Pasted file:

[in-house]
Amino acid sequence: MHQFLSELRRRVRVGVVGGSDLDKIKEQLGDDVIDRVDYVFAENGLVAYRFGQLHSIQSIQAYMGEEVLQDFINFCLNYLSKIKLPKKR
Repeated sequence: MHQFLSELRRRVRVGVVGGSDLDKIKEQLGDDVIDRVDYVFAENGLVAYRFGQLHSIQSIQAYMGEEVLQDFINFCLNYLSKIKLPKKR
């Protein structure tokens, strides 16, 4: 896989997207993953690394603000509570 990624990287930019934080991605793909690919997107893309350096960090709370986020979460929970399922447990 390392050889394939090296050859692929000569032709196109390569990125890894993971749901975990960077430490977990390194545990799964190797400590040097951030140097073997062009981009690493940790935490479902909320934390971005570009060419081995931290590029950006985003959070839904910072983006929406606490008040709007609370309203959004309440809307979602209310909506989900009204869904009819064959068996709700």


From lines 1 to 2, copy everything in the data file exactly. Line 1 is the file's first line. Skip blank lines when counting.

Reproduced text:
[in-house]
Amino acid sequence: MHQFLSELRRRVRVGVVGGSDLDKIKEQLGDDVIDRVDYVFAENGLVAYRFGQLHSIQSIQAYMGEEVLQDFINFCLNYLSKIKLPKKR